Thanks for the info. Was mainly trying to get info from someone growing it as to whether they had that problem also. Good to know it's only environment. I have had a splitting problem with my "Frankenstein Cara Cara" also the past few years. Prior to Cocktail, it was my sweetest citrus. It is very sweet. Since we have been having the drought conditions the past few years, it spits also. I know the mutated Cara Cara is splitting due to uneven watering. I have dug it up and put it in a pot to better control the water. Most of my trees are on flying dragon and I keep them managable. The cocktail and oroblanca came from a local propagator that I was not familar with and nothing on the tag to indicate rootstock.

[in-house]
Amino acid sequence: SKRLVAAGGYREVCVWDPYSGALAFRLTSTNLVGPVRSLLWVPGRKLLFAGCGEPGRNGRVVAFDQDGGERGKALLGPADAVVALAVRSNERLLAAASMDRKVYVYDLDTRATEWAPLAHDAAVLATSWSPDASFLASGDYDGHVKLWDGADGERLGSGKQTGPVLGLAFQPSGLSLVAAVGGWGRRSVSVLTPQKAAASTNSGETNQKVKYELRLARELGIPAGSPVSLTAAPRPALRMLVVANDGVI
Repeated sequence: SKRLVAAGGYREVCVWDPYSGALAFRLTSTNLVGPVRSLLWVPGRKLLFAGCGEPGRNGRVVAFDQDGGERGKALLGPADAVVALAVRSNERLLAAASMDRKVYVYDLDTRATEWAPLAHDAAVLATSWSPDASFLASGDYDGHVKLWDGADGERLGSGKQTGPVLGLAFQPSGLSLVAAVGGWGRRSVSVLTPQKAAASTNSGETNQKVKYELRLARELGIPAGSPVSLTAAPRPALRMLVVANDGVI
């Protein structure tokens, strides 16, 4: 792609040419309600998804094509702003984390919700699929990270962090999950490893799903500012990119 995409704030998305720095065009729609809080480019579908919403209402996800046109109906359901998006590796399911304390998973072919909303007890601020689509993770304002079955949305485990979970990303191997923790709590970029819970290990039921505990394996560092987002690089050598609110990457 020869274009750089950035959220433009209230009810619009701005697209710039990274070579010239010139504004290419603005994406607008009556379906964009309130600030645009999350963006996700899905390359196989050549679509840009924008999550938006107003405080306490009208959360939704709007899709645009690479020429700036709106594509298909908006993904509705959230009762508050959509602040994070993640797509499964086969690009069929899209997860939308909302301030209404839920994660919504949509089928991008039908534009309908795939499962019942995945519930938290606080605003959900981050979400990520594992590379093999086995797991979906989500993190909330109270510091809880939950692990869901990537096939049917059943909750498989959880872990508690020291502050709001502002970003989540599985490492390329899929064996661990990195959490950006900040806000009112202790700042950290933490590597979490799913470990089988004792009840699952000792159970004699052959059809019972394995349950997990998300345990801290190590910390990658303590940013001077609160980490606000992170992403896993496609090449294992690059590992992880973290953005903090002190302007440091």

By the way Patty, I purchased the cocktail and oroblanca based on your recommendation. You were right on with them. I prefer sweet/tart, but my wife prefers sweet. She will not normally taste a fruit that has split, but I talked her into tasting the cocktail and she ate the remaining split coctails and stated she can't wait to get some ripe ones. I also have two new kishsu. Waiting for them to grow up. Again, thanks for the info and referral.

    Bookmark   September 12, 2012 at 2:56PM
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hoosierquilt USDA 10A Sunset 23 Vista CA(10b Sunset 23)

Well, very glad you've got a happy wife! If she likes the Cocktail and the Cara Cara, you'll not get a single Kishu to yourself. It is out of this world good. And, if you can set a drip system on your citrus, so they get some regular watering, then just turn it off when you get heavy rains, you'll solve your splitting issues. Steady watering 2 or 3 times a week (depending on your heat), long enough to moisten the soil about 2 feet down will suffice.

Patty S.

    Bookmark   September 12, 2012 at 7:16PM